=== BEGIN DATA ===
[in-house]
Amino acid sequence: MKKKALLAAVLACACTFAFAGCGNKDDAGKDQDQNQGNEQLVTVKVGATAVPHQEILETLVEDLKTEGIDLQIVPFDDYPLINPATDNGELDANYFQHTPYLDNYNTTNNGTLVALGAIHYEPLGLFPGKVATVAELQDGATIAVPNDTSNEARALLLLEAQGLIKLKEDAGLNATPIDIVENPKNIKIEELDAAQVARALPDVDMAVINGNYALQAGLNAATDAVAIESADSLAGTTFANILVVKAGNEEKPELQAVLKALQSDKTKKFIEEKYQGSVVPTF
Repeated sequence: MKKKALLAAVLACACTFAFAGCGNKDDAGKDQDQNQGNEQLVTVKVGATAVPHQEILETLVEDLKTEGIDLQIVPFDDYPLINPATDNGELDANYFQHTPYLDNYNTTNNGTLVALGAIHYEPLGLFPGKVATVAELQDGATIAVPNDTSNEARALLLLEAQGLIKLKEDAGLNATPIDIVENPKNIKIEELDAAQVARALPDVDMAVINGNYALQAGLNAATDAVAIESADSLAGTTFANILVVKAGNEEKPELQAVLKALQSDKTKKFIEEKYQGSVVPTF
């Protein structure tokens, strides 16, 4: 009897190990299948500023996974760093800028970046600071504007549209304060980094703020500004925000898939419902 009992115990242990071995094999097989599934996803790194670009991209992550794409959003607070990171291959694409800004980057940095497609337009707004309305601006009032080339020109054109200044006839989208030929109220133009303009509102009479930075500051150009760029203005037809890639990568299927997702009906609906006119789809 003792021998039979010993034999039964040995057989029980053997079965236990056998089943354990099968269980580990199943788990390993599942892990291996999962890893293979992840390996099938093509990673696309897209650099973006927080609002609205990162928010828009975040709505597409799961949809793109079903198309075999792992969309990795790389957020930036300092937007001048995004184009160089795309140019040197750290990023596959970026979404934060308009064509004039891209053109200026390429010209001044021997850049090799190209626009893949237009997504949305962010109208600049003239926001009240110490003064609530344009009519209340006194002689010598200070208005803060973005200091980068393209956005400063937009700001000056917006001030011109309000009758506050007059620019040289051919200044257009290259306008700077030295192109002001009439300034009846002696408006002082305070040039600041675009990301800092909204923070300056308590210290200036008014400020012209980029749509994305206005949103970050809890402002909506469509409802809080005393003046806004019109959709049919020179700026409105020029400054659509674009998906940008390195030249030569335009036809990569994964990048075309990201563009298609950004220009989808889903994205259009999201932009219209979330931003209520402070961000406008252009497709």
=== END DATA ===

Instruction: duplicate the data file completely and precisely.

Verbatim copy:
[in-house]
Amino acid sequence: MKKKALLAAVLACACTFAFAGCGNKDDAGKDQDQNQGNEQLVTVKVGATAVPHQEILETLVEDLKTEGIDLQIVPFDDYPLINPATDNGELDANYFQHTPYLDNYNTTNNGTLVALGAIHYEPLGLFPGKVATVAELQDGATIAVPNDTSNEARALLLLEAQGLIKLKEDAGLNATPIDIVENPKNIKIEELDAAQVARALPDVDMAVINGNYALQAGLNAATDAVAIESADSLAGTTFANILVVKAGNEEKPELQAVLKALQSDKTKKFIEEKYQGSVVPTF
Repeated sequence: MKKKALLAAVLACACTFAFAGCGNKDDAGKDQDQNQGNEQLVTVKVGATAVPHQEILETLVEDLKTEGIDLQIVPFDDYPLINPATDNGELDANYFQHTPYLDNYNTTNNGTLVALGAIHYEPLGLFPGKVATVAELQDGATIAVPNDTSNEARALLLLEAQGLIKLKEDAGLNATPIDIVENPKNIKIEELDAAQVARALPDVDMAVINGNYALQAGLNAATDAVAIESADSLAGTTFANILVVKAGNEEKPELQAVLKALQSDKTKKFIEEKYQGSVVPTF
């Protein structure tokens, strides 16, 4: 009897190990299948500023996974760093800028970046600071504007549209304060980094703020500004925000898939419902 009992115990242990071995094999097989599934996803790194670009991209992550794409959003607070990171291959694409800004980057940095497609337009707004309305601006009032080339020109054109200044006839989208030929109220133009303009509102009479930075500051150009760029203005037809890639990568299927997702009906609906006119789809 003792021998039979010993034999039964040995057989029980053997079965236990056998089943354990099968269980580990199943788990390993599942892990291996999962890893293979992840390996099938093509990673696309897209650099973006927080609002609205990162928010828009975040709505597409799961949809793109079903198309075999792992969309990795790389957020930036300092937007001048995004184009160089795309140019040197750290990023596959970026979404934060308009064509004039891209053109200026390429010209001044021997850049090799190209626009893949237009997504949305962010109208600049003239926001009240110490003064609530344009009519209340006194002689010598200070208005803060973005200091980068393209956005400063937009700001000056917006001030011109309000009758506050007059620019040289051919200044257009290259306008700077030295192109002001009439300034009846002696408006002082305070040039600041675009990301800092909204923070300056308590210290200036008014400020012209980029749509994305206005949103970050809890402002909506469509409802809080005393003046806004019109959709049919020179700026409105020029400054659509674009998906940008390195030249030569335009036809990569994964990048075309990201563009298609950004220009989808889903994205259009999201932009219209979330931003209520402070961000406008252009497709």